The second story refers to a proposed housing development. It would occur in what is now a littered, overgrown empty lot in the middle of a residencial area. The project will not only provide the new homes, but it will greatly improve the surrounding neighborhood. Trust me, I frequently ride my bike through the area. The reason for the delay is that, according to one of the commissioners, the commission does not have “a policy outlining when it should participate in for-profit residential developments.”

I mention this because it illustrates why this town is such a dump. We will fall all over ourselves for a dome that might attract for a few days some out of town conventioneers who will stay in hotels and eat at restaurants who in turn send their profits back to out of state corporate hq. Meanwhile, we find every reason in the world to avoid a project that would remedy the biggest problem in B’ham – scarcity of decent housing. This project would draw permanent residents. People who will live in and commit to this city, who will have a vested interest in its success.

The pattern in this town for the last half century has been to neglect, or actively destroy, its neighborhoods in favor of ‘economic development.’ The result is a city that is neither a nice place to visit or live.

The Rosa Parks Act

March 30, 2006

This morning, WBHM had a good story on the proposed act. If you are unfamiliar with it, it is HB 592, and it provides a means for folks who were arrested for violating segregation laws to obtain a pardon. This is the essential part:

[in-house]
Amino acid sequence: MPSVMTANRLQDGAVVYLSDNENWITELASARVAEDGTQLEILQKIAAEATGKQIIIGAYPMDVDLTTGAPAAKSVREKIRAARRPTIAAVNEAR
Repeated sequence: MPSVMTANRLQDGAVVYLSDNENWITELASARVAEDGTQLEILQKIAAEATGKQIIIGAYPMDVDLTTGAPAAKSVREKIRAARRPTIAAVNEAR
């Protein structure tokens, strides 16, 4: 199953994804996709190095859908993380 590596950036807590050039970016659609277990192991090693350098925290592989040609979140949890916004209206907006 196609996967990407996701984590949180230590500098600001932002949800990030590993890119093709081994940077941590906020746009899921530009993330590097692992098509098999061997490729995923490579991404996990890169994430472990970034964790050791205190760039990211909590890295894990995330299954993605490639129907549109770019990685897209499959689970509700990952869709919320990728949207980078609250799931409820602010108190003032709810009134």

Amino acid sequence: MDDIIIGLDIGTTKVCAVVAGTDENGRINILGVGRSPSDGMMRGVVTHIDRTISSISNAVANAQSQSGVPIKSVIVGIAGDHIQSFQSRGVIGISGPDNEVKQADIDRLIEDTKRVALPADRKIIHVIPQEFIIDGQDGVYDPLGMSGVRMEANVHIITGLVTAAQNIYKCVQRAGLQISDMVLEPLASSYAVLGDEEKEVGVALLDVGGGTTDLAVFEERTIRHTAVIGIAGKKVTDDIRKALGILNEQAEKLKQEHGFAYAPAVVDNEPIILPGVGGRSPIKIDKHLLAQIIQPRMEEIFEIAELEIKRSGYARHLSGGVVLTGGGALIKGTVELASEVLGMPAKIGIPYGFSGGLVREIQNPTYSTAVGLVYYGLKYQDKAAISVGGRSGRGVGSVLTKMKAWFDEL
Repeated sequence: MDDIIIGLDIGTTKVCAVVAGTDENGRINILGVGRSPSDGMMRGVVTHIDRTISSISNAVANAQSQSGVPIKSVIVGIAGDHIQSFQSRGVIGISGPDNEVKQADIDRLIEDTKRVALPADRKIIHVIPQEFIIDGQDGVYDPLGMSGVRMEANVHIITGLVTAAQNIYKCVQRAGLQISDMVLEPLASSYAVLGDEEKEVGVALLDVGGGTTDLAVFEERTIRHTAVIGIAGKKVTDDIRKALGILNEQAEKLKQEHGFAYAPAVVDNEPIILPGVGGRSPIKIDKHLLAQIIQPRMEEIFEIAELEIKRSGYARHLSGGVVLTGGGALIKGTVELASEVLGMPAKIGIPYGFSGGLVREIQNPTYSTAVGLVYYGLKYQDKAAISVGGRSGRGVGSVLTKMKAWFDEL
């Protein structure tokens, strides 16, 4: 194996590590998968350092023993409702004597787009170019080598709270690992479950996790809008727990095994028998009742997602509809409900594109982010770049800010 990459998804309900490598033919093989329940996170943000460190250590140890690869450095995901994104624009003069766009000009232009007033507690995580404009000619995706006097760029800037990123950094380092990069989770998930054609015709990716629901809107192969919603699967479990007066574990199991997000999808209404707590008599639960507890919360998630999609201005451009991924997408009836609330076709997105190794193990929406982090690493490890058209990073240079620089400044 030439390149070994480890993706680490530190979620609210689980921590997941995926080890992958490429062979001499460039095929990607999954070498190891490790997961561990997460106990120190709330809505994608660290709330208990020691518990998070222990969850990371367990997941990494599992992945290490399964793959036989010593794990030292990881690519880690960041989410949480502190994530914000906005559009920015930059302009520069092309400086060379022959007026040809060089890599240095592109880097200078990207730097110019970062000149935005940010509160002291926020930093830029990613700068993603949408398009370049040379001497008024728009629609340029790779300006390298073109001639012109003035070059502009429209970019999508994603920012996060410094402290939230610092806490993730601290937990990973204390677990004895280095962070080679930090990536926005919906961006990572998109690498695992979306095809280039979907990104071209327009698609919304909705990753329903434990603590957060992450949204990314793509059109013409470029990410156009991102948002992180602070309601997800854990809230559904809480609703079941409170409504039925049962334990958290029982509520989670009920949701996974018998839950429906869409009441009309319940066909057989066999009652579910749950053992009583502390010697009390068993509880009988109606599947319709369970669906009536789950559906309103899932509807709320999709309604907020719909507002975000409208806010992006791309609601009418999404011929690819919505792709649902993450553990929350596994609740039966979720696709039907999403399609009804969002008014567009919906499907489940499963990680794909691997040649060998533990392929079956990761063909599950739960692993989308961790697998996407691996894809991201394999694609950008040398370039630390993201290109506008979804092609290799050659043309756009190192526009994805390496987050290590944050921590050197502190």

A person who has been convicted of violating a state law or municipal ordinance whose purpose was to maintain or enforce racial separation or discrimination of individuals, upon application to the State Board of Pardons and Paroles shall be granted a pardon of the conviction.

Sounds good, but as explained in the WBHM story, there are several problems with it.

First, why did this take so long? How many people have missed out on jobs or other benefits because they had a criminal record for breaking segregation laws?

Second, the bill is more than a little presumptuous. If I was someone to whom this bill applies, I would tell the state to kiss my butt. The state of Alabama is the one who needs to ask for a pardon.

Third, one of the principles of the non-violent civil rights activists was to calmly accept the penalty for breaking these unjust laws. In so doing, they were living witnesses to the absurdity of the laws. As the WBHM story explains, that these folks are still on the books as ‘criminals’ is a continual reminder of our sins. It helps to ensure these types of things won’t happen again, and that we will work to correct them.

There is no way to fix the first problem, all we can do is beg forgiveness.

As for the second problem, the bill should change the language. Make the last sentence say “shall be recognized by this state as having been right, and the state shall provide an official personalized apology and provide all the benefits associated with an official pardon.”

For the third problem, maybe set up some type of public record containing the names of all the unjustly arrested people and the punishments they endured. It could explain how wickedly the state acted, and promise to honor these folks by never doing so again.